As you play Stymie more and more, you’ll come to realize that formations are essential to any plan of attack, and also the backbone of any strong defensive position. That is how you develop your pieces in this game. Better players will learn to create combinations of formations that can connect stones all around the board, and formulate plans allowing them to expose an opponents vulnerabilities, or thwart the opposition’s plan of attack, seamlessly transitioning from defense to offense or vice versa.
There are four basic formations; the Line, the Diagonal, the Triangle and the Square. The first formation we’ll illustrate is the line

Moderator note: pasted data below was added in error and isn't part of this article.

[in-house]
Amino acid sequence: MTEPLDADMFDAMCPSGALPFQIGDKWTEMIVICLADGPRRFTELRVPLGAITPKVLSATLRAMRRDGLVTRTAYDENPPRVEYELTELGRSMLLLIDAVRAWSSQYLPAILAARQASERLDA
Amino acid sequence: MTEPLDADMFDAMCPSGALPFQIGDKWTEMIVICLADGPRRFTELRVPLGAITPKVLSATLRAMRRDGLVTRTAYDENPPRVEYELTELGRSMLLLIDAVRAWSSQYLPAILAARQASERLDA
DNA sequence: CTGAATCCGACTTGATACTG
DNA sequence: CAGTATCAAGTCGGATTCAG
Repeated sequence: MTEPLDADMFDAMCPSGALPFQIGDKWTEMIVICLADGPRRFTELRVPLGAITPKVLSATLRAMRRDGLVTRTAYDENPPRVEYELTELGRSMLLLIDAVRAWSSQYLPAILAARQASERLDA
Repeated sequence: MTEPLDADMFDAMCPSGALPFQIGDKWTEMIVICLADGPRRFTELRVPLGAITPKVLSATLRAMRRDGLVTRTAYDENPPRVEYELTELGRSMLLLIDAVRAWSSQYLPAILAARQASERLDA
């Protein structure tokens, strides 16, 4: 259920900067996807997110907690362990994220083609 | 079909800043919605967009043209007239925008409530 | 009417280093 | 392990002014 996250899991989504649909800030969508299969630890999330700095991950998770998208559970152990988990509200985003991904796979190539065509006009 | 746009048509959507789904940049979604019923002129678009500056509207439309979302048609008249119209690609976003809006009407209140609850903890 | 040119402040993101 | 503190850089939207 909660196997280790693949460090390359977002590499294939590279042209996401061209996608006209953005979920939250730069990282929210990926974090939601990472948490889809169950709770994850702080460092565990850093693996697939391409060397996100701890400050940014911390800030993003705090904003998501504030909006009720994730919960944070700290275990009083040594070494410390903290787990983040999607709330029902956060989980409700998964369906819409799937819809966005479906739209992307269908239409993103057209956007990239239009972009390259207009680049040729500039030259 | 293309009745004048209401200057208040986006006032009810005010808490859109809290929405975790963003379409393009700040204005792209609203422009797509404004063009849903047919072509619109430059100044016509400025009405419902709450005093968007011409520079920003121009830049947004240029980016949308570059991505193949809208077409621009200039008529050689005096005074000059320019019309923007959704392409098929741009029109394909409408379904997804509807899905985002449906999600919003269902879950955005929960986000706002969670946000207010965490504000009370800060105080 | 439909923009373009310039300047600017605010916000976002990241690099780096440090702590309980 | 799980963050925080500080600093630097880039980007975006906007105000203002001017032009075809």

In Figure 1 it’s Silver’s turn, and while both players have 5 stones in play, Gold has a slight initiative advantage as he’s already starting to bring his pieces in the upper left corner together. Silver can stem the tide somewhat with F1-F2, forming a line on F2, F3 and threatening Gold’s stone on F5.
There are many possible ways for Gold to respond to the threat, but the point is Silver was able to establish a threat with a very basic move and unless Gold is able to see a progression at least a few moves ahead, he could already be facing a material deficit, a big momentum swing and a much weaker position overall.